Animal adoption is such an important cause, especially when so many animals are homeless due to the economy and house foreclosures. In 2009, I contributed an animal-themed story, "Rescue Me," to author Lori Foster's benefit anthology, Tails of Love. So far, this book has raised over $10,000 for Animal Adoption Foundation (AAF), a no-kill animal shelter in Ohio. This popular anthology, which Berkley reissued in December 2011, offers ten romantic tales featuring four-legged matchmakers. The author advances and royalties for Lori's as-yet-untitled, June 2012 benefit anthology will also support AAF.

In my Tails of Love story (and the majority of the others), the matchmaking four-legged characters don't have their own POV (point-of-view). Readers don't get to see what the animals are thinking; the POVs are saved for the two-legged characters. However, several of the stories do feature animals whose "internal dialogue" is on the page, bringing the reader into the animal's POV. We can see why the dog or cat is doing what it's doing.

From the anthology's reviews and reader feedback, I learned that people either love or really dislike animal characters who have their own POVs. There doesn't seem to be a middle ground. It's an interesting phenomenon. Personally, I've always enjoyed mysteries and romances with thinking and sometimes talking animals. For example, quite a few cozy mysteries feature feline amateur sleuths, such as the "Midnight Louie" series by Carole Nelson Douglas. And I love Spencer Quinn's "Chet & Bernie" mysteries, which are told 100% from the point-of-view of Chet, a very amusing canine detective.

Speaking of talking animals, one of my favorite funny YouTube videos features a chatty dog being teased by his owner. Here's the link, if you'd like to check it out: http://www.youtube.com/watch?v=nGeKSiCQkPw

So, do you enjoy books, movies, or television shows with animal POVs? Do you like hearing Fido's and Kitty's thoughts? If you do, what books, etc do you recommend featuring animals' internal dialogue?

I'll pick several people randomly from the comments on today's guest blog to receive a free e-book of my first comic romantic suspense, At Her Command -- featuring none other than Smokey himself!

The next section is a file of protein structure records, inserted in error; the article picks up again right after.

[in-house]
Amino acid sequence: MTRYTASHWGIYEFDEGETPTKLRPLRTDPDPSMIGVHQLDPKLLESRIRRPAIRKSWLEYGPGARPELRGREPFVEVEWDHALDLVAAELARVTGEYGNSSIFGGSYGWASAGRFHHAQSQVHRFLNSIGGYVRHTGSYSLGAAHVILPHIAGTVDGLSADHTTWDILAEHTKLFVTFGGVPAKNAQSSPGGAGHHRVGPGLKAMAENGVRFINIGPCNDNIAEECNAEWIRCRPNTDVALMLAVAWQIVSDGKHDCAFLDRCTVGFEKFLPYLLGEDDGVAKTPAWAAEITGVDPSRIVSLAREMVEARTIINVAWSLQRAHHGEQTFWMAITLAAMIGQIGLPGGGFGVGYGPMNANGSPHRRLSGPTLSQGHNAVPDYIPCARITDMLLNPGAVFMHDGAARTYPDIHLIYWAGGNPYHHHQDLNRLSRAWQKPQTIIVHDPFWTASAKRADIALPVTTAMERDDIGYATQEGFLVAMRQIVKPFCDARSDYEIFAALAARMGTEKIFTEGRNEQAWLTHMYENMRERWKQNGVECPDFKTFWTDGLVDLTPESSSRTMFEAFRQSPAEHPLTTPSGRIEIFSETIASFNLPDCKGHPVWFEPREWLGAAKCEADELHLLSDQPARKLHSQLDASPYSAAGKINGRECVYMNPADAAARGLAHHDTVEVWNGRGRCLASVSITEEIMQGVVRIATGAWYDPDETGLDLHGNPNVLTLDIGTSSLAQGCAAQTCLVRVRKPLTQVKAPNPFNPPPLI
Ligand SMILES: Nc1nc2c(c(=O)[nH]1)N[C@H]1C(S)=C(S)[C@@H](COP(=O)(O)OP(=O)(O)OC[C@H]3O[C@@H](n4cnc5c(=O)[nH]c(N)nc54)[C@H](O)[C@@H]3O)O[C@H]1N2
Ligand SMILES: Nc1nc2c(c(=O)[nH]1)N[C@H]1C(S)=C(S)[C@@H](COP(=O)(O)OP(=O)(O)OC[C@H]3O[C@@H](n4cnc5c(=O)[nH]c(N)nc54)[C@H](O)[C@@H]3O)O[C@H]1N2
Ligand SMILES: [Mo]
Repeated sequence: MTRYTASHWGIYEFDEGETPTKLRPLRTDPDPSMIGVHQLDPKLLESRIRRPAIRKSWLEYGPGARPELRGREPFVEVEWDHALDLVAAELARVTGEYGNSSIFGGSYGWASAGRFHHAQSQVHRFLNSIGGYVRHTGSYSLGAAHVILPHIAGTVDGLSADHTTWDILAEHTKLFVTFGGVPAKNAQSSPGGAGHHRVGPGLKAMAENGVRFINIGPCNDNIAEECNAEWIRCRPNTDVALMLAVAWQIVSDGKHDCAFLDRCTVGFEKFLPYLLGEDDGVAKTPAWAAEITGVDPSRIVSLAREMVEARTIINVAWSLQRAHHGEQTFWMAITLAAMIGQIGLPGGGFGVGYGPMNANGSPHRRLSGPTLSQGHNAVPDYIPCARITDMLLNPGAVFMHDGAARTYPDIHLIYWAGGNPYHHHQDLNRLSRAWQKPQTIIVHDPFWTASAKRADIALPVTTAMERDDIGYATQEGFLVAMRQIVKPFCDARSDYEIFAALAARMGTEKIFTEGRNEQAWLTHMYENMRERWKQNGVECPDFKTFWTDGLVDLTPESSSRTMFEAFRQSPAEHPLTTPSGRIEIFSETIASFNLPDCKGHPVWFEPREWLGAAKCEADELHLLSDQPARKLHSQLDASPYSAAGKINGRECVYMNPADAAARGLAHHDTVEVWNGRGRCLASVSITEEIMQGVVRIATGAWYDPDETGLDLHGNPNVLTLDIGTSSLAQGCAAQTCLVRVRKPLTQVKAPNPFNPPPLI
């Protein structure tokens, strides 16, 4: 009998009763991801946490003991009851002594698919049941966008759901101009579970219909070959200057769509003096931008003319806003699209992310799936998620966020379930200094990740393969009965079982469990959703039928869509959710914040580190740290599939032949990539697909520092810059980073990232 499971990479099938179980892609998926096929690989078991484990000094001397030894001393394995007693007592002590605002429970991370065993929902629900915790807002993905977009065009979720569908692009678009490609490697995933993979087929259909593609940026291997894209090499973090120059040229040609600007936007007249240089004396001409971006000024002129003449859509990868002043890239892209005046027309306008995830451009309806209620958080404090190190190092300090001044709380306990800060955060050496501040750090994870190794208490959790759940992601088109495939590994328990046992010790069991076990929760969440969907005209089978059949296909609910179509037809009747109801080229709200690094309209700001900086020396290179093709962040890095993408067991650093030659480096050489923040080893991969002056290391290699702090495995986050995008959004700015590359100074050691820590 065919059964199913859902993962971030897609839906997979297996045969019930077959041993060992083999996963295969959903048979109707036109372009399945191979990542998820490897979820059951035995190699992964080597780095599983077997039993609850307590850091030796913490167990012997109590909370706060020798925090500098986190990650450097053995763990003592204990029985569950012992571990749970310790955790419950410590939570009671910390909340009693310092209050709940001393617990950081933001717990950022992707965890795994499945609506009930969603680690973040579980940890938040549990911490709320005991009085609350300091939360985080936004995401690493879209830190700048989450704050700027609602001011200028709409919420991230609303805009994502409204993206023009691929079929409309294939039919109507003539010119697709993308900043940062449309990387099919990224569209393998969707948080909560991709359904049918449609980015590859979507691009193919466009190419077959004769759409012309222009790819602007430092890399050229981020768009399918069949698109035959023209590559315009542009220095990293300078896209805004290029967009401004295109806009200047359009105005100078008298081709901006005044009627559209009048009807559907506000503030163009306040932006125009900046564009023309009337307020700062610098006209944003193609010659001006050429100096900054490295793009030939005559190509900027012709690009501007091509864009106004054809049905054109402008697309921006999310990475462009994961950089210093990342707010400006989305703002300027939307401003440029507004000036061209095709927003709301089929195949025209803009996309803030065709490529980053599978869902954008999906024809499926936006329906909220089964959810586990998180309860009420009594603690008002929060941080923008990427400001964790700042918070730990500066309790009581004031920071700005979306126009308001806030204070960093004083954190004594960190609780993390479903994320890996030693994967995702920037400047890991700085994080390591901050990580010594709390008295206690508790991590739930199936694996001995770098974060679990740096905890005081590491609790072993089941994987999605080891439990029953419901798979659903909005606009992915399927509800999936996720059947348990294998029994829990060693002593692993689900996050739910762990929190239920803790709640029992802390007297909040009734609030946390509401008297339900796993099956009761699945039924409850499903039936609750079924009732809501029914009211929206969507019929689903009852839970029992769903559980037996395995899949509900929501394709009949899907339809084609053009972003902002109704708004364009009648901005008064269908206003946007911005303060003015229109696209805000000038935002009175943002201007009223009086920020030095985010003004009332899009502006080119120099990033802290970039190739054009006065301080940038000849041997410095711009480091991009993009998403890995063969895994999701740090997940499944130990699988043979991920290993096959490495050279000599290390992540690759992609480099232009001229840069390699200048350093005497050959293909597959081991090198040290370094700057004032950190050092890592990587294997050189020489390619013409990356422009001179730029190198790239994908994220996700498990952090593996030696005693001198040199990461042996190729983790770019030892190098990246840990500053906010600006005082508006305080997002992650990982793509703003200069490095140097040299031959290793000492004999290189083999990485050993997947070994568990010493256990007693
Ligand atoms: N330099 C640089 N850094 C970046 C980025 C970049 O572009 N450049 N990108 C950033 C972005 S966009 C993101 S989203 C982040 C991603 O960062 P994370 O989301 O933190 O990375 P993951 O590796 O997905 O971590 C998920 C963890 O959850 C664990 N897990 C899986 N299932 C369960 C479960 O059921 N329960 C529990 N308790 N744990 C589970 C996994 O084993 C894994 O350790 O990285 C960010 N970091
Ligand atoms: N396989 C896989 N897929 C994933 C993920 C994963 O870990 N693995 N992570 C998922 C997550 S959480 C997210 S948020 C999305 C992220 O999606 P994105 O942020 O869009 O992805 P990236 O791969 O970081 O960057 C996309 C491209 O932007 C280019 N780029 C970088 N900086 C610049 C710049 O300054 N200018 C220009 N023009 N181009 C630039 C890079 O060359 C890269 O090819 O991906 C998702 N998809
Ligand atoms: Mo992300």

Happy Reading!
-- Marcia James
- - -

February 13, 2012

An Interview with Linda McMaken

Granite Rose.
Linda, Welcome to Romance Lives Forever. Please tell us about your books.

My latest book is called The Granite Rose. It is an historical romance, set in ancient Rome. Yes, it is a very different time period for the usual romances. It is also a very different book for me to write. Most of my writing is romantic comedy, as I find love and romance, well, very fun!

The Granite Rose is set in during an actual event, The Dacian War. The characters that fill the book really existed, Emperor Trajan, Hadrian, Kind Decabalus – my hero and heroine however, did not, they are entirely figments of my overactive imagination. Essentially, it is the story of two people who because of events, politics, and circumstance are forced together.

The hate each other and their hatred moves along cultural lines. As they learn how badly their countries and their families have betrayed them, they discover they are not so different. Soon they realize they are dependent on each other to survive the labyrinth of Roman politics. Once they get past their differences their hearts begin to take over.

Here's a blurb:
Sworn to uphold his Emperor's orders, General Marcus Alexius must silence his inner voice to obey an Imperial command that his conscious is rebelling against.  He is asked to perform a clandestine kidnapping of the Dacian Princess - the princess of a country that executed his brother, and insure her safekeeping.

Sianna Cynara, the Princess of Dacia must endure the treachery of Rome, the enslavement of her country, her people and the horrible realization that her father might have sacrificed her to realize his dreams of Imperialism. 

They are thrust together in a Roman Empire where the Emperor has no heir, and where the dark forces of Rome's elite Patrician society work to ensure one of their own will be named the successor.  The enemies of the Emperor bribe, coerce and murder to ensure General Alexius will never become emperor and that the Dacian Princess becomes a spectator sport in the Coliseum.  Thrust together by elements out of their control, two bitter enemies will find solace in each other's arms and the courage to challenge the powers of the Roman Empire.

If money were not an object, where would you most like to live?
In a wandering RV.

What song would be describe your life?
Twilight Zone

If you came with a warning label what would it say?
Caution, may erupt with uncontrolled laughter at the worst possible moments.

Fill in the Blanks
I love pizza with – pepperoni.
I'm always ready for – camping
When I'm alone – If I told you I'd have to include you in a future novel and it wouldn't be pretty.
You'd never be able to tell but – I'm full of worthless info. Someday I'm gonna win big on Jeopardy.
If I had a halo it would be –Chrome. It's the classic car girl in me.
If I could – travel – I'd – never stop.
I can never – run for president – because – I'm too honest and not "politically correct."